The Little Prince
By The Arcola Queer Collective
The man approached me in my seat before the play started, the makeup across his face a striking blue and pointed at an object in his open notebook. “What is that?” he asked. “A hat,” I replied with certainty. He looked at me with a slight sadness before my friend piped up “It’s a snake that’s swallowed an elephant.”
She was right. His parting shot to me “Don’t be such a grown up.”
So it transpires that if I had actually read “The Little Prince” (I don’t know how I haven’t!) I might have known the right thing to say. Then again, maybe I am a bit too much of a grown up having lost the childlike wonder and freedom the older I’ve got. The Queer Collective’s production of “The Little Prince” creates a dreamlike universe where the emphasis is on idle dreaming rather than the grown ups’ misguided focus on “matters of consequence. ” It’s a light and joyful production that has some weighty issues at its centre. It makes you consider your existence and reflect on what is truly important.
I’m not going to delve too much into the plot; partly as I expect many people interested in seeing this would have read the novella but if you haven’t, then coming into it without any preconceived notions is freeing and allows you to really soak up the spectacle of colour and music. The narrative and intentions are clearly represented so it is very accessible. It felt to me as though the audience was very connected at all times, each going on their own journey along with the prince.
All performances were strong even though some actors only appeared briefly. There are three actors taking on the part of the prince, I thought that was an interesting decision; This added to the other-worldly vibe at play and each performance was unique but not jarring to each other. They were a real delight to listen to and watch. Of particular note was Arkem Mark Walton’s delicious turn as The Flower and Vix Dillon lively and swiftly endearing as The Fox.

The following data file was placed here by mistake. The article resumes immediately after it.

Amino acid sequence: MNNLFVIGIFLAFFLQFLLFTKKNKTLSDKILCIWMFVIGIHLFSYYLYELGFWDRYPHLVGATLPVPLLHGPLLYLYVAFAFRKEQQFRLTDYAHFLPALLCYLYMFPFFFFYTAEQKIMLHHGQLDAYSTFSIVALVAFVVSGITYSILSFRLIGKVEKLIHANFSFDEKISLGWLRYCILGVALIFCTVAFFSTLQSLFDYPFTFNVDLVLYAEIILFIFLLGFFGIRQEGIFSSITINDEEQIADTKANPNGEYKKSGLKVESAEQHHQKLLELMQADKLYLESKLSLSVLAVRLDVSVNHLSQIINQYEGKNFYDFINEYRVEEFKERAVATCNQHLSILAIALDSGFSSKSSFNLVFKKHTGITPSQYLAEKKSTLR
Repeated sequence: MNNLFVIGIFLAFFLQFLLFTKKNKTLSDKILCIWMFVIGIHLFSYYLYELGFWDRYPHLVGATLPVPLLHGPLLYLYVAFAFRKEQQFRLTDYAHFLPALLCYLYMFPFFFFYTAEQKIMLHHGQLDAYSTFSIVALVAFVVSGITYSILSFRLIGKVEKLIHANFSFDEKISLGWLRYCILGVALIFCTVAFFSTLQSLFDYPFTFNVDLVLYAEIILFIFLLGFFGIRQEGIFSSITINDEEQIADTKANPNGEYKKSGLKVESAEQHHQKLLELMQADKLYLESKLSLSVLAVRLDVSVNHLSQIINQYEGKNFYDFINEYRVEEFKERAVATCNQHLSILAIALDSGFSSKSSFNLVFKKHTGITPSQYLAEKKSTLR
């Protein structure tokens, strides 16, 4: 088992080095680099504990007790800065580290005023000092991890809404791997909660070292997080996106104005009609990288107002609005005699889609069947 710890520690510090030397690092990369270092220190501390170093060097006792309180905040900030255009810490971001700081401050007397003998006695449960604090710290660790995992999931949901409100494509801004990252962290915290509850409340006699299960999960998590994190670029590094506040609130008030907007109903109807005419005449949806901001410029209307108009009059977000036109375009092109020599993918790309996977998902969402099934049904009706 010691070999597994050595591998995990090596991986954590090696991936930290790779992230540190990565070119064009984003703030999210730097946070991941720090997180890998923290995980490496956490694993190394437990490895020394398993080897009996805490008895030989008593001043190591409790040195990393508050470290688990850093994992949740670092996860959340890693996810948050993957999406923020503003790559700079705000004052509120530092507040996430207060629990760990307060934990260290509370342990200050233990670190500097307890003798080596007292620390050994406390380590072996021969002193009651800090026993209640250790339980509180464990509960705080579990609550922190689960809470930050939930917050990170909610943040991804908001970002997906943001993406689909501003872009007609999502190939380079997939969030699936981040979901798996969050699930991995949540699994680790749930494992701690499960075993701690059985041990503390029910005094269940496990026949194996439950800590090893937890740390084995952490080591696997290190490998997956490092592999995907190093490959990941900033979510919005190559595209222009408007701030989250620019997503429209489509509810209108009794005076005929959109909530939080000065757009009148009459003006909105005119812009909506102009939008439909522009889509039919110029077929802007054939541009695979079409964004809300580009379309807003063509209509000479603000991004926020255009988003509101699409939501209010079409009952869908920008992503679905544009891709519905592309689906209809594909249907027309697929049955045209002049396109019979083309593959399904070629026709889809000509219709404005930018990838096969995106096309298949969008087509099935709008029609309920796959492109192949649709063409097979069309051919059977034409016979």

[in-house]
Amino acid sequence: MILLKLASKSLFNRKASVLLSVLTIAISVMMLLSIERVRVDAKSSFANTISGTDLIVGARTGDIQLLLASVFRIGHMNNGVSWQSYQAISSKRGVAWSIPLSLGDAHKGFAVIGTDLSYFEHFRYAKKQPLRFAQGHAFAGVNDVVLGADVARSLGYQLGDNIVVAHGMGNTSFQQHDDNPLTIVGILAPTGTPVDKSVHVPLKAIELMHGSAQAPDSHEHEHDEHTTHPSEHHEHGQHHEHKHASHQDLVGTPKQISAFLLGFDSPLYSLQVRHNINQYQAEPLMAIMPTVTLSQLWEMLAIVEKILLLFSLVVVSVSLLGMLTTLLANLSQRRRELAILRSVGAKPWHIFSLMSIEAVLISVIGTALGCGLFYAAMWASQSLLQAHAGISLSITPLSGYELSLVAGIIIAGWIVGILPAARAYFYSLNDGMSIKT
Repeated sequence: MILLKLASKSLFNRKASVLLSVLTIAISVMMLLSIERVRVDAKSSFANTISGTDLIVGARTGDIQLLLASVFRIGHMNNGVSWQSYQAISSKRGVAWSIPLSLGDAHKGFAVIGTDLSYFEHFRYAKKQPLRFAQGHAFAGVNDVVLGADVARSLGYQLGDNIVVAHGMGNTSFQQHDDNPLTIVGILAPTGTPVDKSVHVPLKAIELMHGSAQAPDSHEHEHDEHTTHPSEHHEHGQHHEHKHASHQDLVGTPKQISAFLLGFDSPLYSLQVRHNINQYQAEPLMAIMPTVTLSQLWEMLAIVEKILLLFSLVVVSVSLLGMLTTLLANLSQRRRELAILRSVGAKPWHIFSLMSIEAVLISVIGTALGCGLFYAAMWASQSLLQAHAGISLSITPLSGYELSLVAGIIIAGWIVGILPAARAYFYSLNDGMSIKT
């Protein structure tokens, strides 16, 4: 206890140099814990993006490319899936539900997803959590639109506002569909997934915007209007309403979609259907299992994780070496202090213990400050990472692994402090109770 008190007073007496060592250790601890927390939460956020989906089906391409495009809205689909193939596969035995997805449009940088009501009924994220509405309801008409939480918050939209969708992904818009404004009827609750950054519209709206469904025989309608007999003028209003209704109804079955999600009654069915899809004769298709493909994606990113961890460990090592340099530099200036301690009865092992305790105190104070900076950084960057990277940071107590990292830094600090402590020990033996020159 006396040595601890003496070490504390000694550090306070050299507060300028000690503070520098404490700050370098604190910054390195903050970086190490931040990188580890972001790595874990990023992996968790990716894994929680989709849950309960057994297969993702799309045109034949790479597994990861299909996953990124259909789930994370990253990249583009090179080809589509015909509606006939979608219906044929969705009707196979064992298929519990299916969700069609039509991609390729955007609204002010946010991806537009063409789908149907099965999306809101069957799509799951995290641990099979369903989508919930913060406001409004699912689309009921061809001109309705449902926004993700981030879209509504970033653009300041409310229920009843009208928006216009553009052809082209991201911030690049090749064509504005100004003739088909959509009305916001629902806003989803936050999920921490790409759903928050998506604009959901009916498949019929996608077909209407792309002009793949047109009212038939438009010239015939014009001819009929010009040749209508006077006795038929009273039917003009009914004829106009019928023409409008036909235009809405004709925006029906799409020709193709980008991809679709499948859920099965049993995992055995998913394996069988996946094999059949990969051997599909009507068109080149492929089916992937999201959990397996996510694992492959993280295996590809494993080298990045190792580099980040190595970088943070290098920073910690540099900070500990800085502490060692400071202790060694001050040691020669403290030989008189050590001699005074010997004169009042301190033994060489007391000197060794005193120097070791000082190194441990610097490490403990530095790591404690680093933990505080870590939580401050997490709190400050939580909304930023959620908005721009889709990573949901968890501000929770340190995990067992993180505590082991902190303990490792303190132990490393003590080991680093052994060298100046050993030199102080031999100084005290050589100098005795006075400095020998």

And the costumes…Oh wow. Costume Designer Lydia Cawson created some awesome outfits with bold, beautiful colours and some off the wall use of materials that really work and created something that seemed almost New Romantic. The prince’s denim ensembles were like a dysoptian Dexys Midnight Runners and the Rose’s super shiny leggings seemed to be liquid red.
The Little Prince asks “What do you do with the stars?” This line of poignant poetry made me stop a moment to consider. And that was the thing I enjoyed most about this production. Their deft ability to create theatre that makes you pause to look up at the stars and dare to lift your feet a little bit off the ground. To use your heart a bit more and not just your head. Next time, I’m not seeing a hat.
© Sarah Browne 2016
This production has now closed but for more information on the Arcola Queer Collective, click here
Image: Miriam Mahony